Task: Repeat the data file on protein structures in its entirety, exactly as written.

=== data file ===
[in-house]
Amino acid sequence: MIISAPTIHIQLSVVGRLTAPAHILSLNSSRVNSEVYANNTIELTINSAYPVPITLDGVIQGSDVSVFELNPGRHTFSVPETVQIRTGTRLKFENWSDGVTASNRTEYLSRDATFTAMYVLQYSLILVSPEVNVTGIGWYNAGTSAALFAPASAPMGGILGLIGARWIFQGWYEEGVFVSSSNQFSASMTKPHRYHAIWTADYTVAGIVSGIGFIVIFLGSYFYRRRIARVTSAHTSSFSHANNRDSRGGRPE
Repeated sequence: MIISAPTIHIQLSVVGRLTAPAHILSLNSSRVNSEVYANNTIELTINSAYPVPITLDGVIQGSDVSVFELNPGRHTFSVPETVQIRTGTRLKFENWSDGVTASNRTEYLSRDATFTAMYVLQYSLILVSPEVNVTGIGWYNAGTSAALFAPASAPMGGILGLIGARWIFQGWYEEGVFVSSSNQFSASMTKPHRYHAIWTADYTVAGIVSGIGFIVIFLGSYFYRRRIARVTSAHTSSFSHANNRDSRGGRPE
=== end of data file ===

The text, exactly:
[in-house]
Amino acid sequence: MIISAPTIHIQLSVVGRLTAPAHILSLNSSRVNSEVYANNTIELTINSAYPVPITLDGVIQGSDVSVFELNPGRHTFSVPETVQIRTGTRLKFENWSDGVTASNRTEYLSRDATFTAMYVLQYSLILVSPEVNVTGIGWYNAGTSAALFAPASAPMGGILGLIGARWIFQGWYEEGVFVSSSNQFSASMTKPHRYHAIWTADYTVAGIVSGIGFIVIFLGSYFYRRRIARVTSAHTSSFSHANNRDSRGGRPE
Repeated sequence: MIISAPTIHIQLSVVGRLTAPAHILSLNSSRVNSEVYANNTIELTINSAYPVPITLDGVIQGSDVSVFELNPGRHTFSVPETVQIRTGTRLKFENWSDGVTASNRTEYLSRDATFTAMYVLQYSLILVSPEVNVTGIGWYNAGTSAALFAPASAPMGGILGLIGARWIFQGWYEEGVFVSSSNQFSASMTKPHRYHAIWTADYTVAGIVSGIGFIVIFLGSYFYRRRIARVTSAHTSSFSHANNRDSRGGRPE